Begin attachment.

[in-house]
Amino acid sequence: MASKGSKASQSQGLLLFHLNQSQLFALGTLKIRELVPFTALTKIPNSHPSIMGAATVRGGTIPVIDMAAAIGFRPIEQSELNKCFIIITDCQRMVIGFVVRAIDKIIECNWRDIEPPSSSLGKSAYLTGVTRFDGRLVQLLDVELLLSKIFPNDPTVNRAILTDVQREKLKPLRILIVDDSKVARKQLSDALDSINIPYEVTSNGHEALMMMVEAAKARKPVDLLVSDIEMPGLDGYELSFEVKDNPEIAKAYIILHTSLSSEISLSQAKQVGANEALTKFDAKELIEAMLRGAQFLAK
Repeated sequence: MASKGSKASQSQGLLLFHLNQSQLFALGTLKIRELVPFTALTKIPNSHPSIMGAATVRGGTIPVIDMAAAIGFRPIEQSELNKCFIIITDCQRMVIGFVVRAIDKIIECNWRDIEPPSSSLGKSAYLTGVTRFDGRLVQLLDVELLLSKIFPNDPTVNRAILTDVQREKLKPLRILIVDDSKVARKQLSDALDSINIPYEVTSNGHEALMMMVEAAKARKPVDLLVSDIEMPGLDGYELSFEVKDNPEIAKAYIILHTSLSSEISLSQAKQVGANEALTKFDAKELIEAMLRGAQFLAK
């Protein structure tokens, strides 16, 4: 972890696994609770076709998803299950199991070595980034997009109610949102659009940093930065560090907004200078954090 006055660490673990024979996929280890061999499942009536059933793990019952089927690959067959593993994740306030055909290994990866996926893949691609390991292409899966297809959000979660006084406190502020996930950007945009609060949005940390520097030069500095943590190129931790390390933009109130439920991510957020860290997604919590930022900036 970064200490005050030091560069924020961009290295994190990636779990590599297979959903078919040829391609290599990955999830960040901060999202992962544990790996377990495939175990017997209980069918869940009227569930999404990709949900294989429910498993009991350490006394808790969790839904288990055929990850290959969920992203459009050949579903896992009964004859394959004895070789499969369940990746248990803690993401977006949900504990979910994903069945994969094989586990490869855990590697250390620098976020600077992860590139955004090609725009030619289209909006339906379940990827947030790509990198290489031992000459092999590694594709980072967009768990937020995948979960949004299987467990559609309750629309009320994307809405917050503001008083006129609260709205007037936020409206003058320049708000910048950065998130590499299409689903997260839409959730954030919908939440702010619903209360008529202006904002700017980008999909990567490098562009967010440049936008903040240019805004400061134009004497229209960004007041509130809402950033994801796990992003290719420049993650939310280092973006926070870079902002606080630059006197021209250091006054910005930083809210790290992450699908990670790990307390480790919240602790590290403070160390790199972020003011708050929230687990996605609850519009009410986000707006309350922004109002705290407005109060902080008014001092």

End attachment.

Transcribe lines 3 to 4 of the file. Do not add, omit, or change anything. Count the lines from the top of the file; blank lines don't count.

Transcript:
Repeated sequence: MASKGSKASQSQGLLLFHLNQSQLFALGTLKIRELVPFTALTKIPNSHPSIMGAATVRGGTIPVIDMAAAIGFRPIEQSELNKCFIIITDCQRMVIGFVVRAIDKIIECNWRDIEPPSSSLGKSAYLTGVTRFDGRLVQLLDVELLLSKIFPNDPTVNRAILTDVQREKLKPLRILIVDDSKVARKQLSDALDSINIPYEVTSNGHEALMMMVEAAKARKPVDLLVSDIEMPGLDGYELSFEVKDNPEIAKAYIILHTSLSSEISLSQAKQVGANEALTKFDAKELIEAMLRGAQFLAK
């Protein structure tokens, strides 16, 4: 972890696994609770076709998803299950199991070595980034997009109610949102659009940093930065560090907004200078954090 006055660490673990024979996929280890061999499942009536059933793990019952089927690959067959593993994740306030055909290994990866996926893949691609390991292409899966297809959000979660006084406190502020996930950007945009609060949005940390520097030069500095943590190129931790390390933009109130439920991510957020860290997604919590930022900036 970064200490005050030091560069924020961009290295994190990636779990590599297979959903078919040829391609290599990955999830960040901060999202992962544990790996377990495939175990017997209980069918869940009227569930999404990709949900294989429910498993009991350490006394808790969790839904288990055929990850290959969920992203459009050949579903896992009964004859394959004895070789499969369940990746248990803690993401977006949900504990979910994903069945994969094989586990490869855990590697250390620098976020600077992860590139955004090609725009030619289209909006339906379940990827947030790509990198290489031992000459092999590694594709980072967009768990937020995948979960949004299987467990559609309750629309009320994307809405917050503001008083006129609260709205007037936020409206003058320049708000910048950065998130590499299409689903997260839409959730954030919908939440702010619903209360008529202006904002700017980008999909990567490098562009967010440049936008903040240019805004400061134009004497229209960004007041509130809402950033994801796990992003290719420049993650939310280092973006926070870079902002606080630059006197021209250091006054910005930083809210790290992450699908990670790990307390480790919240602790590290403070160390790199972020003011708050929230687990996605609850519009009410986000707006309350922004109002705290407005109060902080008014001092």